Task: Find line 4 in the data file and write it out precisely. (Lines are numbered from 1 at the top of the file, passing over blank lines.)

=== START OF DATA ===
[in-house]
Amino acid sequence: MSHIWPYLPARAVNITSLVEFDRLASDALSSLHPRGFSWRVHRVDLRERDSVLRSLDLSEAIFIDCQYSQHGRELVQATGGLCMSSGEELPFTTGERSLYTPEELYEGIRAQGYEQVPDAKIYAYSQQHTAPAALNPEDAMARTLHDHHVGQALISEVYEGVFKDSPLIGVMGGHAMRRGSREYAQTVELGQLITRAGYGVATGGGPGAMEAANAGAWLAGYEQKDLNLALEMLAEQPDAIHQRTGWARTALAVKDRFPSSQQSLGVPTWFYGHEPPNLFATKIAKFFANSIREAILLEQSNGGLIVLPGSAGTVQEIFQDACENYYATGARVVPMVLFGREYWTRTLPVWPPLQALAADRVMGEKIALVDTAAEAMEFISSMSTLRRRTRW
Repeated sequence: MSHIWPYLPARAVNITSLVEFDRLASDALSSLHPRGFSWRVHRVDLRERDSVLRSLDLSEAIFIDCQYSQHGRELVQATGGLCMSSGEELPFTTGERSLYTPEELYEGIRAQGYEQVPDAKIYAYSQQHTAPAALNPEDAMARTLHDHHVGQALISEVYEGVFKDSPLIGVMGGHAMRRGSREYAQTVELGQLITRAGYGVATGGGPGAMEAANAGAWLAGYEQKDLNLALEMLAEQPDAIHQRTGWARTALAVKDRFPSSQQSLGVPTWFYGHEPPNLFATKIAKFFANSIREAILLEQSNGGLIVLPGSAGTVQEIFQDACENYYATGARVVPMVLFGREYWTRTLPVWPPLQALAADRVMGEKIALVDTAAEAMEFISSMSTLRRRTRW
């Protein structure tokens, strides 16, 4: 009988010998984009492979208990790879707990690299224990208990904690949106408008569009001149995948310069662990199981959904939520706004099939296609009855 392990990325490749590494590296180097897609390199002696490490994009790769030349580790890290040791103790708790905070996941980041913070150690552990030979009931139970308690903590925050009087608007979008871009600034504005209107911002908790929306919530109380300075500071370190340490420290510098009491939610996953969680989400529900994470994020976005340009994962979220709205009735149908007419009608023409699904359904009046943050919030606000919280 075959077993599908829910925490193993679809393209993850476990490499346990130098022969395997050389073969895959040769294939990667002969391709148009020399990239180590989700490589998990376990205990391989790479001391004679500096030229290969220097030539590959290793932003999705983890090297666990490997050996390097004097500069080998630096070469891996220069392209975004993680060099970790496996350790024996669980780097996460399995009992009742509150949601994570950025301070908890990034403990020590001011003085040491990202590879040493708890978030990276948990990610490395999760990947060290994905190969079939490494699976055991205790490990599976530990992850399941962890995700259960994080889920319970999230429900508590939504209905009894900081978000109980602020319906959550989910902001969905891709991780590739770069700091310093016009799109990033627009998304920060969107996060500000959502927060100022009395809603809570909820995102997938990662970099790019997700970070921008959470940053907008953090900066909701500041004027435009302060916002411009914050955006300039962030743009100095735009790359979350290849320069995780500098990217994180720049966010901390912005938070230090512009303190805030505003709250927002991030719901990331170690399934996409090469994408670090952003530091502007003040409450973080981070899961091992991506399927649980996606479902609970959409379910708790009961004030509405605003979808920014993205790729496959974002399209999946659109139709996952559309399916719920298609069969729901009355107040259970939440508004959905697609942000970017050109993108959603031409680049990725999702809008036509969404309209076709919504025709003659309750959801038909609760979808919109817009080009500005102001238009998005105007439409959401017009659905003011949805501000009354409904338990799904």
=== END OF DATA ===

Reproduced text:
């Protein structure tokens, strides 16, 4: 009988010998984009492979208990790879707990690299224990208990904690949106408008569009001149995948310069662990199981959904939520706004099939296609009855 392990990325490749590494590296180097897609390199002696490490994009790769030349580790890290040791103790708790905070996941980041913070150690552990030979009931139970308690903590925050009087608007979008871009600034504005209107911002908790929306919530109380300075500071370190340490420290510098009491939610996953969680989400529900994470994020976005340009994962979220709205009735149908007419009608023409699904359904009046943050919030606000919280 075959077993599908829910925490193993679809393209993850476990490499346990130098022969395997050389073969895959040769294939990667002969391709148009020399990239180590989700490589998990376990205990391989790479001391004679500096030229290969220097030539590959290793932003999705983890090297666990490997050996390097004097500069080998630096070469891996220069392209975004993680060099970790496996350790024996669980780097996460399995009992009742509150949601994570950025301070908890990034403990020590001011003085040491990202590879040493708890978030990276948990990610490395999760990947060290994905190969079939490494699976055991205790490990599976530990992850399941962890995700259960994080889920319970999230429900508590939504209905009894900081978000109980602020319906959550989910902001969905891709991780590739770069700091310093016009799109990033627009998304920060969107996060500000959502927060100022009395809603809570909820995102997938990662970099790019997700970070921008959470940053907008953090900066909701500041004027435009302060916002411009914050955006300039962030743009100095735009790359979350290849320069995780500098990217994180720049966010901390912005938070230090512009303190805030505003709250927002991030719901990331170690399934996409090469994408670090952003530091502007003040409450973080981070899961091992991506399927649980996606479902609970959409379910708790009961004030509405605003979808920014993205790729496959974002399209999946659109139709996952559309399916719920298609069969729901009355107040259970939440508004959905697609942000970017050109993108959603031409680049990725999702809008036509969404309209076709919504025709003659309750959801038909609760979808919109817009080009500005102001238009998005105007439409959401017009659905003011949805501000009354409904338990799904």